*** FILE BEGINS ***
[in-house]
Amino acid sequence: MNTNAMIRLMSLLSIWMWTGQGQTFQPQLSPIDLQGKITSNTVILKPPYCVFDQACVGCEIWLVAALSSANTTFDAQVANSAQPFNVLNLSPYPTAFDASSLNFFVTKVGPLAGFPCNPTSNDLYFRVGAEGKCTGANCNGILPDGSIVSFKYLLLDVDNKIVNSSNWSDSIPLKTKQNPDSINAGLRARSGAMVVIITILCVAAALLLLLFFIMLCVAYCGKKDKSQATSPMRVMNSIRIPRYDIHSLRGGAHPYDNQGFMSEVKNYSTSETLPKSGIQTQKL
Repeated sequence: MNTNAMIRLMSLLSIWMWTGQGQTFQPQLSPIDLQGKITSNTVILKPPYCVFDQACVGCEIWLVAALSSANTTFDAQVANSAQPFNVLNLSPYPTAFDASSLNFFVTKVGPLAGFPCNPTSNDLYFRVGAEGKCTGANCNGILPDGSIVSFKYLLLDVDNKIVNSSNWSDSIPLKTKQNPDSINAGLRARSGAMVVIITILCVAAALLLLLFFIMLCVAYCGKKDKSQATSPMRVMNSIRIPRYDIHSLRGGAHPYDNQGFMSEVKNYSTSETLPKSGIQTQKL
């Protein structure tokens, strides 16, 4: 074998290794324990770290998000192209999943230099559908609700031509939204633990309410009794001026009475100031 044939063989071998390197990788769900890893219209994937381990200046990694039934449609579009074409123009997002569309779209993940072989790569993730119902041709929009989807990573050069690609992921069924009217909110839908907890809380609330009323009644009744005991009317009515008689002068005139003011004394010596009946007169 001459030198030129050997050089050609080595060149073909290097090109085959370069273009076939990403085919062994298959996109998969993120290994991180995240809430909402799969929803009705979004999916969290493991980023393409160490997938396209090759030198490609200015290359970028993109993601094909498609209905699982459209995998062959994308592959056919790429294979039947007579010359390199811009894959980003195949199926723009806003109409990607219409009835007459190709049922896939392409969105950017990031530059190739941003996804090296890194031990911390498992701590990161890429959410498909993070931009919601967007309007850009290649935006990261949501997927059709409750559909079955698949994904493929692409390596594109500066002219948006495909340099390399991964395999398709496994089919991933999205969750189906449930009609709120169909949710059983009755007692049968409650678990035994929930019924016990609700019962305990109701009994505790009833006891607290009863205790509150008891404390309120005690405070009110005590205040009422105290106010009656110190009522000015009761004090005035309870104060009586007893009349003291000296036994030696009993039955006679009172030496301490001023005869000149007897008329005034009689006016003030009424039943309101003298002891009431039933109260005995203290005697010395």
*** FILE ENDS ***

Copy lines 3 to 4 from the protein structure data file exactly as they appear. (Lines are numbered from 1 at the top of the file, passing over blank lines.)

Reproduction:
Repeated sequence: MNTNAMIRLMSLLSIWMWTGQGQTFQPQLSPIDLQGKITSNTVILKPPYCVFDQACVGCEIWLVAALSSANTTFDAQVANSAQPFNVLNLSPYPTAFDASSLNFFVTKVGPLAGFPCNPTSNDLYFRVGAEGKCTGANCNGILPDGSIVSFKYLLLDVDNKIVNSSNWSDSIPLKTKQNPDSINAGLRARSGAMVVIITILCVAAALLLLLFFIMLCVAYCGKKDKSQATSPMRVMNSIRIPRYDIHSLRGGAHPYDNQGFMSEVKNYSTSETLPKSGIQTQKL
């Protein structure tokens, strides 16, 4: 074998290794324990770290998000192209999943230099559908609700031509939204633990309410009794001026009475100031 044939063989071998390197990788769900890893219209994937381990200046990694039934449609579009074409123009997002569309779209993940072989790569993730119902041709929009989807990573050069690609992921069924009217909110839908907890809380609330009323009644009744005991009317009515008689002068005139003011004394010596009946007169 001459030198030129050997050089050609080595060149073909290097090109085959370069273009076939990403085919062994298959996109998969993120290994991180995240809430909402799969929803009705979004999916969290493991980023393409160490997938396209090759030198490609200015290359970028993109993601094909498609209905699982459209995998062959994308592959056919790429294979039947007579010359390199811009894959980003195949199926723009806003109409990607219409009835007459190709049922896939392409969105950017990031530059190739941003996804090296890194031990911390498992701590990161890429959410498909993070931009919601967007309007850009290649935006990261949501997927059709409750559909079955698949994904493929692409390596594109500066002219948006495909340099390399991964395999398709496994089919991933999205969750189906449930009609709120169909949710059983009755007692049968409650678990035994929930019924016990609700019962305990109701009994505790009833006891607290009863205790509150008891404390309120005690405070009110005590205040009422105290106010009656110190009522000015009761004090005035309870104060009586007893009349003291000296036994030696009993039955006679009172030496301490001023005869000149007897008329005034009689006016003030009424039943309101003298002891009431039933109260005995203290005697010395």